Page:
Roll-out of coronavirus behavior change website will help public transition to 'new normal'
An evidence-based, behavior change website, already proven successful in reducing infection transmissions for seasonal and swine flu, has been rapidly redeveloped and adapted in response to coronavirus. The researchers behind "Germ Defence' from the universities of Bristol, Bath and Southampton hope that the quick redevelopment of the site for COVID-19 will help the public to shift behaviors.
The researchers suggest it can help all of us move from current lockdown measures towards a so-called 'new normal," where social distancing measures look likely to apply for the foreseeable future.
Germ Defence draws on behavior change techniques to help users think through and adopt better home hygiene and stronger infection control. Developed by health experts and psychologists, previous research into its effectiveness involving a study of over 20,000 people, found that users of the site were less likely to catch flu or other viruses; and if they did become ill, on average, their illnesses were shorter and milder.
By working through a series of questions and scenarios, users on the site get a tailor-made plan to reduce their exposure to COVID-19 and viral load within the home. The team say this is particularly important to reduce infection when one member of a household has left and returned again.
Important home hygiene suggestions offered to users on the site include:
- Leaving packages and deliveries for up to 72 hours before opening them to reduce the risk of infection from the disease being passed on surfaces;
- Regularly disinfecting surfaces in the home. This is seen as particularly important in view of the latest SAGE evidence on just how long the virus can live on hard surfaces;
- Instilling better hygiene measures between household members, in particular in families, for example by not sharing common household items like towels.
Questions take around 10 minutes to complete, but the answers can make a lasting and lifetime impact on users, say the researchers behind it.
Dr. Ben Ainsworth from the Department of Psychology at the University of Bath explains: "We know that COVID-19 is caught in the same way as other viruses. Germ Defence provides advice on how you can protect yourself using the same methods that have worked for other viruses.
"It only takes around 10 minutes to go through the information—but it could help protect you from coronavirus, as well as offer you a lifetime of fewer colds and flu. It may take a bit of practice for you and your family to use the ideas on Germ Defence. But once you have learned them, they will become habits that you'll do easily which will protect you from becoming ill."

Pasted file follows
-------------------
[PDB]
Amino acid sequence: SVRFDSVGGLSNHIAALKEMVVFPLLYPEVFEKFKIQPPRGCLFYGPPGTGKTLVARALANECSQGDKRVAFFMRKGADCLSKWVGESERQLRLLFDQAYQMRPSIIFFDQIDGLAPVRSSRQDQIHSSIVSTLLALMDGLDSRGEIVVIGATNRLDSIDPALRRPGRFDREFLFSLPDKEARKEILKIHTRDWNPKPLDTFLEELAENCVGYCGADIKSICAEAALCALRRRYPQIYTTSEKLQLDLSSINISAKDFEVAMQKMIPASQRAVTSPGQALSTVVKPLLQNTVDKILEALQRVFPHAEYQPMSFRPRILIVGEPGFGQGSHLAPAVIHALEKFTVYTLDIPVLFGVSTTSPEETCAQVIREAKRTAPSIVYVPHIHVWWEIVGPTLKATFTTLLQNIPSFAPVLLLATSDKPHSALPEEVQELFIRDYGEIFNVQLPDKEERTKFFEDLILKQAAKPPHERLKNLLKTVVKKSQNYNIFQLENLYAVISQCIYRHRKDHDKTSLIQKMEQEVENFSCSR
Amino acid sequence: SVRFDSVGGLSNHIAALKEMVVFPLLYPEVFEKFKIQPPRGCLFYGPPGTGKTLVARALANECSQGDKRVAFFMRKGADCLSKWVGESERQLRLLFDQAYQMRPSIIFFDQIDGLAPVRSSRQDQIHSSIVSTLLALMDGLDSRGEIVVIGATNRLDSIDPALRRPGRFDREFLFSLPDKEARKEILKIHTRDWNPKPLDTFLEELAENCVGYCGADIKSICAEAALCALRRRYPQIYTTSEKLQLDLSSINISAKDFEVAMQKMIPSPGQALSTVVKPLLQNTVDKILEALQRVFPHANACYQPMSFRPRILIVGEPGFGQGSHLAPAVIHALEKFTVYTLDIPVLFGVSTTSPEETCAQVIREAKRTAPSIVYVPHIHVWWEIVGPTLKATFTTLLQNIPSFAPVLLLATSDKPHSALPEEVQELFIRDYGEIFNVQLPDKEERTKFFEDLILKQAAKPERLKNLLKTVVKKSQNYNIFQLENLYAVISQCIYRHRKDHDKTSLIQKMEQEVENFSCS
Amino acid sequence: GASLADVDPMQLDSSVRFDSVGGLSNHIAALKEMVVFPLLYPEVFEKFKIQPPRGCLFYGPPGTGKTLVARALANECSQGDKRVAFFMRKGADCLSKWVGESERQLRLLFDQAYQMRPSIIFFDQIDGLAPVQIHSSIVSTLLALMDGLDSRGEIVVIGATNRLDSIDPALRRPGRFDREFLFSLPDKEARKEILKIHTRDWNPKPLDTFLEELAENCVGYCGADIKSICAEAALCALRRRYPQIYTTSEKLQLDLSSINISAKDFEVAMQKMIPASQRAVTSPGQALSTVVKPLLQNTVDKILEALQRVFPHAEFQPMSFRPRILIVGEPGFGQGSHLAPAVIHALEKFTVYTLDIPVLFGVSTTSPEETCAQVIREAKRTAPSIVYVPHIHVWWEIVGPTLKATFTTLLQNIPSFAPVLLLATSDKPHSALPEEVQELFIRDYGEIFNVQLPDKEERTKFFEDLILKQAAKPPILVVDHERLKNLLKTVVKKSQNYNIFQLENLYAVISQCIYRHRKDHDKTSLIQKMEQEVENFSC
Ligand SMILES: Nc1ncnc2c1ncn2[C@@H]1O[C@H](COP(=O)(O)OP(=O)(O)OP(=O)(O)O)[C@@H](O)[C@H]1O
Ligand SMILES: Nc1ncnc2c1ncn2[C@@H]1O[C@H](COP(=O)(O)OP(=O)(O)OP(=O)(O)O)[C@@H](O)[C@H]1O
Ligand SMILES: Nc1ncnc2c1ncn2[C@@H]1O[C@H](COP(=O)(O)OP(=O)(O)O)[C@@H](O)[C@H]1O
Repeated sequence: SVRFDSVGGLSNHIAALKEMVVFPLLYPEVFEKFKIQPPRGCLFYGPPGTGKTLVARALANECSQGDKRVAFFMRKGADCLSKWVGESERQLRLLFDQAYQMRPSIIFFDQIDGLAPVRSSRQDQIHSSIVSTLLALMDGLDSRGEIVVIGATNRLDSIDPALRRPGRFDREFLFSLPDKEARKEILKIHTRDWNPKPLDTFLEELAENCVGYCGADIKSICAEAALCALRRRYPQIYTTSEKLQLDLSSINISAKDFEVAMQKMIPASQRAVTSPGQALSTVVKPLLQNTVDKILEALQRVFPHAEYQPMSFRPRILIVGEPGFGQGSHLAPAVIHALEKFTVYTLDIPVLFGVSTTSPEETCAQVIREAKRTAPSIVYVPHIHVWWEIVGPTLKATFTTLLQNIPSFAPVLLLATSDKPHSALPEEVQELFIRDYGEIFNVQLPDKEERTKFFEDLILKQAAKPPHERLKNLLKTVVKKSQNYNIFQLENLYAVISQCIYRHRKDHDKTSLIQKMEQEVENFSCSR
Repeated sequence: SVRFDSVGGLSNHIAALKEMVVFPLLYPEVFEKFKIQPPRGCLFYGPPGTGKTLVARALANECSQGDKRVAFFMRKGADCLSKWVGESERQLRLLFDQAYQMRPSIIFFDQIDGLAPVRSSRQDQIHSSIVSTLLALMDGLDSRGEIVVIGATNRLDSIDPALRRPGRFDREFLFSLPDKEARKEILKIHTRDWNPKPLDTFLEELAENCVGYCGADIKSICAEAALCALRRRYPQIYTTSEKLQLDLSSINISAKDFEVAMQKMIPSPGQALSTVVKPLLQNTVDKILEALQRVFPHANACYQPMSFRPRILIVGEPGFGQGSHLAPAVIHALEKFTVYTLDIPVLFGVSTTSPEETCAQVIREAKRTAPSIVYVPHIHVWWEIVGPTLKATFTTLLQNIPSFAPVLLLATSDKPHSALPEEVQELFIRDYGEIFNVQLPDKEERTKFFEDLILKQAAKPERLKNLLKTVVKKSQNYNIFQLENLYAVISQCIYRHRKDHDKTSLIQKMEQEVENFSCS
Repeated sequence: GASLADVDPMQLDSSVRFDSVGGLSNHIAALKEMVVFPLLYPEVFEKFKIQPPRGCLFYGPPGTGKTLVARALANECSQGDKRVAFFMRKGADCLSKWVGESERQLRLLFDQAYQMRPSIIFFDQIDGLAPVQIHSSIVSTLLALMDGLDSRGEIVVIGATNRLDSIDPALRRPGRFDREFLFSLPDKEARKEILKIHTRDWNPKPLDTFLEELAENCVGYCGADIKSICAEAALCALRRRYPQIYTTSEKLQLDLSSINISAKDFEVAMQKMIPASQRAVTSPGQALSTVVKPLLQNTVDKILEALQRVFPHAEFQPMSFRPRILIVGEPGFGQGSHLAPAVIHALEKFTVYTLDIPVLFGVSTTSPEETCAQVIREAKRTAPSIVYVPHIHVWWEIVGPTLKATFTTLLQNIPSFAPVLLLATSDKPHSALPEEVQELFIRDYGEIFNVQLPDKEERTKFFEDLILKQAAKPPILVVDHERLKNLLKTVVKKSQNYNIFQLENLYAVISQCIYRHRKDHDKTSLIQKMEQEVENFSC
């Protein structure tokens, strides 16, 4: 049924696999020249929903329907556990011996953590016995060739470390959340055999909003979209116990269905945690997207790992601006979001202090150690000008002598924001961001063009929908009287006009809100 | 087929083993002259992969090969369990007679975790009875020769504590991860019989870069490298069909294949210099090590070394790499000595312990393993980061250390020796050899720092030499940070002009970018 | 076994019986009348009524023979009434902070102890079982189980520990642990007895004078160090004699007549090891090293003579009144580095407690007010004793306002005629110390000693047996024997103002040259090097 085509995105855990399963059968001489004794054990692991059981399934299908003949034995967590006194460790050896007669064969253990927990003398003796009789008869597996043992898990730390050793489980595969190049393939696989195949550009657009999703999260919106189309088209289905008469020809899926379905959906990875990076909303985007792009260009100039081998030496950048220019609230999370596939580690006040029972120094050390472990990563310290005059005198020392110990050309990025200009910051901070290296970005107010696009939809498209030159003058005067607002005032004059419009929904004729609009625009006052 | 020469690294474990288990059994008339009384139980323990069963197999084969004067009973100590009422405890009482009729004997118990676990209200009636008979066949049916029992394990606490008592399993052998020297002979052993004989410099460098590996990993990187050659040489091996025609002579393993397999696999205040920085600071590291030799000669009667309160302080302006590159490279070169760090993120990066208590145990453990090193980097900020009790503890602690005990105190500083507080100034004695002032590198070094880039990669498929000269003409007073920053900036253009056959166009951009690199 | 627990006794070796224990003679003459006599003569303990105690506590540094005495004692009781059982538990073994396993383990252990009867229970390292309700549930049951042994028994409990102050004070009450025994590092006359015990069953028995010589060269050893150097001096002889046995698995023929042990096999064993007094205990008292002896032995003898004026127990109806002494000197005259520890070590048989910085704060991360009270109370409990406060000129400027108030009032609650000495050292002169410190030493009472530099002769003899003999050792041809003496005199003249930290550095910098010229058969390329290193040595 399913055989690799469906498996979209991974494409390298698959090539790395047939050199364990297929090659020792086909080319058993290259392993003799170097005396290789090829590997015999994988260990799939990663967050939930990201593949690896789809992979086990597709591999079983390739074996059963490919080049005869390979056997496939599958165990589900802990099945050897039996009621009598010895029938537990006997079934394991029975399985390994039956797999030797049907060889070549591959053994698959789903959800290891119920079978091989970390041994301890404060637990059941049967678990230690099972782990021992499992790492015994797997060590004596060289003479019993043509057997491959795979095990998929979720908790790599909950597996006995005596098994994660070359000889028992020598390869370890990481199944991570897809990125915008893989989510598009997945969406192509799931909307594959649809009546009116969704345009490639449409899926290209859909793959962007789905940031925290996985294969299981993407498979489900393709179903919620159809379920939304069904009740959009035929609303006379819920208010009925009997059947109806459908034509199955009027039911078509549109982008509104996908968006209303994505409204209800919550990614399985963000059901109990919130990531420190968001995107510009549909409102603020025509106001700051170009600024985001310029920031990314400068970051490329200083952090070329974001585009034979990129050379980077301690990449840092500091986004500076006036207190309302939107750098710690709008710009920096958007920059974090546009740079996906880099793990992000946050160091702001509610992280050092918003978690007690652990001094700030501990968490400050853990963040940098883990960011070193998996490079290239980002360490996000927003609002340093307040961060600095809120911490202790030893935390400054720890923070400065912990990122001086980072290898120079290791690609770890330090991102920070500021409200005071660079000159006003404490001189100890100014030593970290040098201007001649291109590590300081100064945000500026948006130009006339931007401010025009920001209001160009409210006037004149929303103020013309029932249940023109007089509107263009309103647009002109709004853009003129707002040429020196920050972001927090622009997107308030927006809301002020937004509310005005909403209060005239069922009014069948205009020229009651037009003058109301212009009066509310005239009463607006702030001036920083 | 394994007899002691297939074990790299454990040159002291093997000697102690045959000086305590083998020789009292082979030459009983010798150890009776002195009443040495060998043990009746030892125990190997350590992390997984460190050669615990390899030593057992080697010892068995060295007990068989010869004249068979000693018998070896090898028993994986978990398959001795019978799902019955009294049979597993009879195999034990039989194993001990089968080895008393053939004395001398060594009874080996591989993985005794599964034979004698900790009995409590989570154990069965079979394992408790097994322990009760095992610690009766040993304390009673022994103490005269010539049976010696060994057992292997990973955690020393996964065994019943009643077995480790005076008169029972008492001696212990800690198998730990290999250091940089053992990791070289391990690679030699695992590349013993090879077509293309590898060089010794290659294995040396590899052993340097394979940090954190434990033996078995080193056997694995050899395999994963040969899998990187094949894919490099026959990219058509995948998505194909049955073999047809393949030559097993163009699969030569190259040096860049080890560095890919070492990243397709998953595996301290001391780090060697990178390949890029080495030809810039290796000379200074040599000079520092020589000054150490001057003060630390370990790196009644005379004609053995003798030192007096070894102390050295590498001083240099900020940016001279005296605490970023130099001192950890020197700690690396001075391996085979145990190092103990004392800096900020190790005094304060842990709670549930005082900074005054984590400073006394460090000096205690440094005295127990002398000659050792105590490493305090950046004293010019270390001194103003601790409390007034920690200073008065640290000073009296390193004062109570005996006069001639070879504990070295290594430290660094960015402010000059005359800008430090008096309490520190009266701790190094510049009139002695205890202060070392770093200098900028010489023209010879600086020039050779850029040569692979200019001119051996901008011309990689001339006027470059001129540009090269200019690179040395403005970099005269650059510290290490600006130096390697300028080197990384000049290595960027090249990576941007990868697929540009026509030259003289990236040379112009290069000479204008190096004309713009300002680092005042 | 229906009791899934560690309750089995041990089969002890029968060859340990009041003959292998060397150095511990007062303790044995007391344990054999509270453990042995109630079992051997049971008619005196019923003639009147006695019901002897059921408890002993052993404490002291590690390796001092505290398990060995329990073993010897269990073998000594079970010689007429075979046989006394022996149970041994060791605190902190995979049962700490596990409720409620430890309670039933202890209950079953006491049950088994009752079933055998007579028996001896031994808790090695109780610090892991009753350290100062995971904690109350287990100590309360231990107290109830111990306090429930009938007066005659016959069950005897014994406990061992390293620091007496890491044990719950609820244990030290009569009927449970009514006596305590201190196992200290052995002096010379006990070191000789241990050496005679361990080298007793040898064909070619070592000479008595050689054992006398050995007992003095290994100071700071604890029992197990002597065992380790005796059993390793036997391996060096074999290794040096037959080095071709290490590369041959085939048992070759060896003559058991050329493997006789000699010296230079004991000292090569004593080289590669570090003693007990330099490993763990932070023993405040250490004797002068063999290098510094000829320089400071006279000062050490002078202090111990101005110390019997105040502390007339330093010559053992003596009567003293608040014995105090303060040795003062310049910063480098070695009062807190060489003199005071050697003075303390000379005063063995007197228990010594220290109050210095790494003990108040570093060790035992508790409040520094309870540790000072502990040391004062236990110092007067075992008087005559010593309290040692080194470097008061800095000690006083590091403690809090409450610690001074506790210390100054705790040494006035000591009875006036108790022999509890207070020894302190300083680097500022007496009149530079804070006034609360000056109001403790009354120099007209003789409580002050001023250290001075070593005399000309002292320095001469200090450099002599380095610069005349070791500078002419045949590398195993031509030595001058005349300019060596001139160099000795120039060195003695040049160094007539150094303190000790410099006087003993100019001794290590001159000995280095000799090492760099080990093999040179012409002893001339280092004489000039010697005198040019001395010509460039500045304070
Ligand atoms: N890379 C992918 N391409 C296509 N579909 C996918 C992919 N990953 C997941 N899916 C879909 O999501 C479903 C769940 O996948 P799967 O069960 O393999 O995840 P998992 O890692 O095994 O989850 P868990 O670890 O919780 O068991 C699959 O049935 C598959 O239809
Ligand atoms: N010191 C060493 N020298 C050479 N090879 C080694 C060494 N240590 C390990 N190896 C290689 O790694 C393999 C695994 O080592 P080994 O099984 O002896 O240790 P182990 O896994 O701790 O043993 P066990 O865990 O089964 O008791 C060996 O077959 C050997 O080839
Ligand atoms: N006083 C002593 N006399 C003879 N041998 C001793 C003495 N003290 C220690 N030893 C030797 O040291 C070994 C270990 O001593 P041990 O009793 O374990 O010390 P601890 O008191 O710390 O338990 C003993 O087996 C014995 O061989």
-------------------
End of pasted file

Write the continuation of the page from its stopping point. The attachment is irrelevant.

Professor Lucy Yardley, theme lead for the NIHR Health Protection Research Unit in behavioral Science and Evaluation at the University of Bristol, added: "Most people think that if a family member gets ill then it is just a matter of luck whether other people in the household get infected. But our team has shown that the people who follow the Germ Defence advice get fewer and less severe infections—and so do the people they live with.
"We hope the app will save lives by helping people avoid spreading coronavirus to family members."
Last month, the redevelopment of Germ Defence was announced by UKRI and at a Downing Street briefing as part of the UK government's response to COVID-19, focusing on how universities around the UK can help. The team are working closely with Public Health England in its roll-out in response to coronavirus. They are also working with international colleagues, and the site is currently being translated into over 20 languages for international use.
Their study, published last week in the BMJ, argued that since most people with COVID-19 are cared for at home, it is increasingly important to limit the amount of virus they come into contact with by reducing virus load.
Paul Little, Professor of Primary Care Research at University of Southampton, who led the BMJ article said: "We developed and trialled Germ Defence so that it could be widely disseminated both during normal winter months and also during a major pandemic. We showed clear reductions in both transmission of infections to other family members and also in transmission from other family members. It should help reduce both the number of family members who become ill with COVID-19, and also reduce the severity of illness if family members do become ill."